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Becoming Resourceful During Outsourcing Initiatives

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Post Becoming Resourceful During Outsourcing Initiatives   Sat Aug 13, 2011 8:49 am


In the 1957 classic movie "Desk Set," the technology revolution begins. The story's setting is at the "Federal Broadcasting Network." Bunny Watson (Katharine Hepburn) is responsible for researching and answering questions at the organization's library. With a merger pending, the company looks to automation. In fact, the organization has ordered two computers called "Electronic Brains." Richard Sumner (Spencer Tracy), the computer inventor, is brought into the network in order to phase out the library functions in lieu of human staff. Bunny Watson fights to demonstrate the value of her human existence.

In a hypercompetitive environment, many businesses are outsourcing major functions rather than performing them in-house. Since 2000, over 3 million U.S. jobs in the manufacturing sector have been moved abroad to countries like China, India, and Korea. Yet, few executives worry about the aftermath of outsourcing initiatives. The remaining workers are shell shocked and stressed since they are required to do the work of the laid-off workforce. Sadly, many supervisors feel that these workers should be happy to have a job. Today's businesses have built elaborate systems for better efficiency and effectiveness. Of course, they are driven by the quest for increasing profitability.

Robert Jacobs, Richard Chase, and Nicholas Aquilano, authors of Operations & Supply Management, suggest that operations management has been a key element in productivity improvement in businesses across the world. Most often, the executive focus is on the major expense to operate - labor. It's a simple equation: productivity equals outputs divided by inputs. If organizations can reduce their inputs for their operations, they can increase output (more profit). Therefore, companies seek to reduce their inputs to obtain more profitability. Two chief strategies are to outsource non-core functions abroad or add new technologies to generate new efficiencies. These strategies are aimed at reducing labor costs - primarily, people.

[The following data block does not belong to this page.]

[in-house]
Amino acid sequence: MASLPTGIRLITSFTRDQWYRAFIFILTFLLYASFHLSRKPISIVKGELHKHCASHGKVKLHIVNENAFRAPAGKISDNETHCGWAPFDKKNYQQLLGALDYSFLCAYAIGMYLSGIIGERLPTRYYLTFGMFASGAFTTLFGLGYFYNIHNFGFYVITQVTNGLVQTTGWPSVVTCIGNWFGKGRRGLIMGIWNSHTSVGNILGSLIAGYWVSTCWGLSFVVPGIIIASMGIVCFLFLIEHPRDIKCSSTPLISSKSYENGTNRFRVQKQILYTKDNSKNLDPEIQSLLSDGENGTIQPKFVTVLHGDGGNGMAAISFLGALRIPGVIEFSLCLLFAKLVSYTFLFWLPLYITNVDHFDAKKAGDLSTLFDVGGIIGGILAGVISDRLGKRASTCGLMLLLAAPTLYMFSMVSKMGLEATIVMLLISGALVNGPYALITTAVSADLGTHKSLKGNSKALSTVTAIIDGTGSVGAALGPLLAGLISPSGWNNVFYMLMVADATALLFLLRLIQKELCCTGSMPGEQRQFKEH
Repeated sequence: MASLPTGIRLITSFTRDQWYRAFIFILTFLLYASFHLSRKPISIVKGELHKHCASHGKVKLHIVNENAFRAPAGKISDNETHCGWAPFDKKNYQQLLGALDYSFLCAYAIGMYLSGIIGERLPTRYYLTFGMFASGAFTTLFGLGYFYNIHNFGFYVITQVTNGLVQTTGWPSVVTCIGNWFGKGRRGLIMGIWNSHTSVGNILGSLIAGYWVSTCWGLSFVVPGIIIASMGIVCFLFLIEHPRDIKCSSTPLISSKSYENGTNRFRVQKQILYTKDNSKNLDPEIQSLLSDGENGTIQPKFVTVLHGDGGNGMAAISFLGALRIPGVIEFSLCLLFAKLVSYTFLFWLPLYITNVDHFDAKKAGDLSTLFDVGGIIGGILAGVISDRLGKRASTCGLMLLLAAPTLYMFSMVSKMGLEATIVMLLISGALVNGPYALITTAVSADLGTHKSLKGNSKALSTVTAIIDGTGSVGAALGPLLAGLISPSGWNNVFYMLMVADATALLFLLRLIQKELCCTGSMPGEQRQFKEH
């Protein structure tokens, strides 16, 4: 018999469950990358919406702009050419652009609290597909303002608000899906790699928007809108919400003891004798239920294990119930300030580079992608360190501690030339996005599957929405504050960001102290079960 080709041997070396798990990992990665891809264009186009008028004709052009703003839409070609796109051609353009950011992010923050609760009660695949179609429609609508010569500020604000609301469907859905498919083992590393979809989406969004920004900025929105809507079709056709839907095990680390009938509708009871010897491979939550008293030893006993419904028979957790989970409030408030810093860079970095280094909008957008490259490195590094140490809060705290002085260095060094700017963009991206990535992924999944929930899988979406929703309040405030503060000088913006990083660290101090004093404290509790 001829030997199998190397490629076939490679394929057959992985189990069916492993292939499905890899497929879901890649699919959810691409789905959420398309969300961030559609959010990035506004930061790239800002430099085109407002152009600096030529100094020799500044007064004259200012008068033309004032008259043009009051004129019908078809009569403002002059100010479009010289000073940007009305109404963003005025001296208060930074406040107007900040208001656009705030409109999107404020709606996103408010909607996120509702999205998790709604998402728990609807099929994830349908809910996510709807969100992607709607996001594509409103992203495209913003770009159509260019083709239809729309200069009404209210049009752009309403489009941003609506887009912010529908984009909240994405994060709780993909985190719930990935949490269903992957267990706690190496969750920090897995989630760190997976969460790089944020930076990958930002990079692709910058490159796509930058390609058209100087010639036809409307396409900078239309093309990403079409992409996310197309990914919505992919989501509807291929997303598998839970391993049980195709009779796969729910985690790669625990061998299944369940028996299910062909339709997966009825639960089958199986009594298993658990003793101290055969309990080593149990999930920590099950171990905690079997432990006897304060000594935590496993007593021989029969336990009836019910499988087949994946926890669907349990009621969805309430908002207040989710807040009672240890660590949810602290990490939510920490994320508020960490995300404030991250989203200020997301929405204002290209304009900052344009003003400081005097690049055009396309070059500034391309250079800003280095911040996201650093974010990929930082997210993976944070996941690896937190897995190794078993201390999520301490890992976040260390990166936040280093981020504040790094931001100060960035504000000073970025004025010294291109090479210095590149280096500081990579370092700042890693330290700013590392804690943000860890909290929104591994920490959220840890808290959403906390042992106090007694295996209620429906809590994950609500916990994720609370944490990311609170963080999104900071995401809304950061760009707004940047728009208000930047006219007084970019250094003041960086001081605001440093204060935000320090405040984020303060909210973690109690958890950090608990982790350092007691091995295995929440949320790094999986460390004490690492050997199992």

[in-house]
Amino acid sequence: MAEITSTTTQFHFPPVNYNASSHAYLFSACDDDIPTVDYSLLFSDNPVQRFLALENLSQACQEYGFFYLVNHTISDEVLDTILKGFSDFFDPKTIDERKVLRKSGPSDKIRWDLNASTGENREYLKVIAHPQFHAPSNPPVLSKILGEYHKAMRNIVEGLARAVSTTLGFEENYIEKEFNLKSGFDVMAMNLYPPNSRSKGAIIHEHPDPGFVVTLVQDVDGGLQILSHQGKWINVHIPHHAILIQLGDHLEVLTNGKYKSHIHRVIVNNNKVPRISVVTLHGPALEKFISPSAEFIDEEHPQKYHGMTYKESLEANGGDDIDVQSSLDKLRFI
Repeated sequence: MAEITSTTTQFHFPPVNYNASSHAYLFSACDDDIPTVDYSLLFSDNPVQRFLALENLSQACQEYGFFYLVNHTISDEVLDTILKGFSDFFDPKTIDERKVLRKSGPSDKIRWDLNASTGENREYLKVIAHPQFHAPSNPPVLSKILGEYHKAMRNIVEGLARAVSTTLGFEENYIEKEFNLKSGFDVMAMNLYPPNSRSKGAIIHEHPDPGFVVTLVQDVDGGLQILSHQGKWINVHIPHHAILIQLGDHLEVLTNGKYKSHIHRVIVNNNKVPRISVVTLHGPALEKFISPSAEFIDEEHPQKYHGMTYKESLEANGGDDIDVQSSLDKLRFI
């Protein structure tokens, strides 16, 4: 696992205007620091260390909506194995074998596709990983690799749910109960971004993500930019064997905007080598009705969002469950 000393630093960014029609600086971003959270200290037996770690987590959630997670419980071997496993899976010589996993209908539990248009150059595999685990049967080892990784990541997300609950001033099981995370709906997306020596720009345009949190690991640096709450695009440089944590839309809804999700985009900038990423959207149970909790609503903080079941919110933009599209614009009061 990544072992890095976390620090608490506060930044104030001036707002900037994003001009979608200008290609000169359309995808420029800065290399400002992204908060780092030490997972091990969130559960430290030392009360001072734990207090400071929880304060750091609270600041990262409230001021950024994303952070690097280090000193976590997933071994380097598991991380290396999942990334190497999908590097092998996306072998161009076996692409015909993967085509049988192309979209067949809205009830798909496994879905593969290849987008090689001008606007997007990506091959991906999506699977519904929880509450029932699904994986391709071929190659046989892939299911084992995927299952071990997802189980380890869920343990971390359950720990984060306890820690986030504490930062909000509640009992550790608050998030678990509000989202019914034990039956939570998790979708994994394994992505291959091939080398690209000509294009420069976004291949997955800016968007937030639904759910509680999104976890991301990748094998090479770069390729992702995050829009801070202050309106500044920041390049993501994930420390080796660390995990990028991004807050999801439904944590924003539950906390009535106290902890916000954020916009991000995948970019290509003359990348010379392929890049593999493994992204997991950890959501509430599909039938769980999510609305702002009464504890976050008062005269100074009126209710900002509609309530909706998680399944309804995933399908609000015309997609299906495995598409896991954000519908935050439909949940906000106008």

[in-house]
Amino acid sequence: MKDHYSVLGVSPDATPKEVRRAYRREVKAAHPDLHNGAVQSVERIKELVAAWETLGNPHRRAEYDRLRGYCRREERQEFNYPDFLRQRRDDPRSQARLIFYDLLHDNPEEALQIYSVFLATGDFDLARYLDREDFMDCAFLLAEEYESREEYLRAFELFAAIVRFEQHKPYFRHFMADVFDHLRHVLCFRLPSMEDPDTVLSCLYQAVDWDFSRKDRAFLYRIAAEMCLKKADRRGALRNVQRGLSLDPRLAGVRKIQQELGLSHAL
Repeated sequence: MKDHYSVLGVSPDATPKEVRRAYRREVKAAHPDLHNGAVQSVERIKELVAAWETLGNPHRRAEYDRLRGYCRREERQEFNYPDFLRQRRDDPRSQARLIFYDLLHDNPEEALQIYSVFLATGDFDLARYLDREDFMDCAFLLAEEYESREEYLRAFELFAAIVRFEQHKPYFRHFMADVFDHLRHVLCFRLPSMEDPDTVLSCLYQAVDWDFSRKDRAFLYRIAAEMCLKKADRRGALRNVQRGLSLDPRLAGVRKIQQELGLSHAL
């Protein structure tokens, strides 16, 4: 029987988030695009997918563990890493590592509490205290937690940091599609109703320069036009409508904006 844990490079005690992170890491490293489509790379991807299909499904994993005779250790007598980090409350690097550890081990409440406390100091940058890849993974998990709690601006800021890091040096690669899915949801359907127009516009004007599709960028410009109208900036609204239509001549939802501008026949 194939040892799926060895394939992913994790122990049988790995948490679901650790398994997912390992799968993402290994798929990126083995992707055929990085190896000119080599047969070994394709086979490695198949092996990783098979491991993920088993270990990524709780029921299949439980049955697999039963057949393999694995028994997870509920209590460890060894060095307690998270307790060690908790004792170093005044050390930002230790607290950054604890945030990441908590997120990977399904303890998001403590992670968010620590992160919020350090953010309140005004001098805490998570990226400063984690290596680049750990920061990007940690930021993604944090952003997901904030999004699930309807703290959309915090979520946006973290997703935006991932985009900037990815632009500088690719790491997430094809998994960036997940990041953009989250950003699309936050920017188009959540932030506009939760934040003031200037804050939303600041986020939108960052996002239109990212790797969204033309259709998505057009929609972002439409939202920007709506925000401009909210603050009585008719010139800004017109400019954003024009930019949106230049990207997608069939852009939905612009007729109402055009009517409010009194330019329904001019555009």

Value Solution

Today's professionals always need to provide value for their employers and customers. In tough times, organizations want to keep their best people. Gareth Jones and Jennifer George, authors of Contemporary Management, maintain that one of the most important resources in all organizations is the human capital component. Value is defined as the net bundle of benefits the customer derives from a product or service. Professionals need to keep in mind the value proposition that they are offering to others. In fact, this concept speaks to an individual's worth, thereby showing the importance of value creation.

Making one's self indispensible in the organization may include (a) acquiring unique skill sets (i.e., learning a foreign language needed for work abroad), (b) taking on responsibilities that no one else wants, (c) holding special certifications and professional licenses, (d) taking care of special details and assignments, (e) networking with key industry decision-makers at work and off duty (i.e., chamber of commerce), and (f) taking additional courses and training. Given the value concept, professionals operate strategically, looking beyond the horizon instead of operating in crisis mode. Therefore, creating value for internal and external customers presents the professional with a competitive advantage, even in a global market.


With the onslaught of more global competitors, many businesses look to outsourcing as a viable option for survival. This reality leaves many professionals worried about whether or not they will have a job tomorrow. In fact, some people wonder if American businesses cannot compete in manufacturing and other high-tech industries, will they forever forgo the Great American Dream for the next generation of workers.

Yet, resourceful professionals understand that where there is chaos, there is opportunity. The key is always focusing on the future and finding ways to be invaluable to both internal and external customers. By making their value proposition clear to all constituencies, professionals are more in control of sustainable results, thereby hedging their bets

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